You can easily organize the meals into plastic bags for breakfast, lunch, dinner, and snacks before heading out, that way you can keep track of the calories and pack what you need, which you can grab from your pack, open, and enjoy without rummaging around or worry of whether or not you're getting the right amount of calories.
If you need to cook, a compact, lightweight canister stove and a pot for boiling water will likely suit your needs.
Remember to avoid strong-smelling foods or foods with a lot of garlic, so your scent won't give you away.
Game Bag Plan
You'll want to have a plan around what game bags you'll be using for your harvesting needs. You'll want something strong, durable, breathable, and lightweight, like your clothing and supplies, to aid the cooling process and keep the bugs off the meat. Breathable bags will help build that nice crust on the outside that happens after hanging it up in a tree. You'll also need to plan accordingly on how to get them from the bag to a cooler in your vehicle and whether you'll be processing the meat at home or bringing it to someone else to process.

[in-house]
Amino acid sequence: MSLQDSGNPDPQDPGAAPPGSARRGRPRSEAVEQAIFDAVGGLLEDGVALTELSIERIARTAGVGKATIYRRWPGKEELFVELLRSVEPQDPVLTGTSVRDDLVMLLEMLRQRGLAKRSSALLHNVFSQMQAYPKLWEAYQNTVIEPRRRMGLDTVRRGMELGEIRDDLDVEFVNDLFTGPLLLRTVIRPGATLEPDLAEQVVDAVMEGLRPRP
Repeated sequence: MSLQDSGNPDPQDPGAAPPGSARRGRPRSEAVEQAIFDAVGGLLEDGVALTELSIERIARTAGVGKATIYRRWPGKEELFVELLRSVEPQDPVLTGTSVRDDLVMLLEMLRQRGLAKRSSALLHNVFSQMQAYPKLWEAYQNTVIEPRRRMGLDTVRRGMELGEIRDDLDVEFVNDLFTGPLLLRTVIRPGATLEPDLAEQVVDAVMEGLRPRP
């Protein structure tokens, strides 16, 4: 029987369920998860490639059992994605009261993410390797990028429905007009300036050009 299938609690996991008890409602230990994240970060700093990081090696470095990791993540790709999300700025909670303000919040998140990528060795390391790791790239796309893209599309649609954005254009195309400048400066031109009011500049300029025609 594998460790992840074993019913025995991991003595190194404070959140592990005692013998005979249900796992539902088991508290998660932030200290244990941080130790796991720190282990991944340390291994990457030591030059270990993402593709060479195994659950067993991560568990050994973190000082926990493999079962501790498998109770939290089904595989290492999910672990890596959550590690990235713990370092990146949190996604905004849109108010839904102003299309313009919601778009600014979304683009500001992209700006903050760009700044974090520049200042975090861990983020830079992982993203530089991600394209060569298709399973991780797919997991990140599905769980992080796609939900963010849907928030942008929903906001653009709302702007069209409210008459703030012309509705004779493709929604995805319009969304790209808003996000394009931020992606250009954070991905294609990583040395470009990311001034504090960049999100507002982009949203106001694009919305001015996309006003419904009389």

You don't want to drive several hours and back for processing, so make sure before you go that you have someone nearby that can do it for you if you aren't going to DIY the goods from your hunt.
You know we can't talk about summer hunting without talking about water. Water is crucial for you to keep safe out there in the heat. Staying hydrated is something we can easily take for granted, whether distracted or concentrating on the hunt. We get excited and can forget to drink, or perhaps we're discouraged from drinking more when the water is warm.
Whether the water is warm or not, it is imperative to remember to hydrate, so ensure you have enough to drink and are drinking water frequently. We highly recommend a hunting pack with an internal hydration sleeve so you don't have to rummage about finding a thermos and can save space in your bag.
We recommend putting ice in a bladder or using flavor components that add electrolytes to make drinking more water as easy as possible.
Beat the heat with the most important gear for summer hunting this season and ensure that no matter what the temp is, you'll be comfortable for whatever comes your way.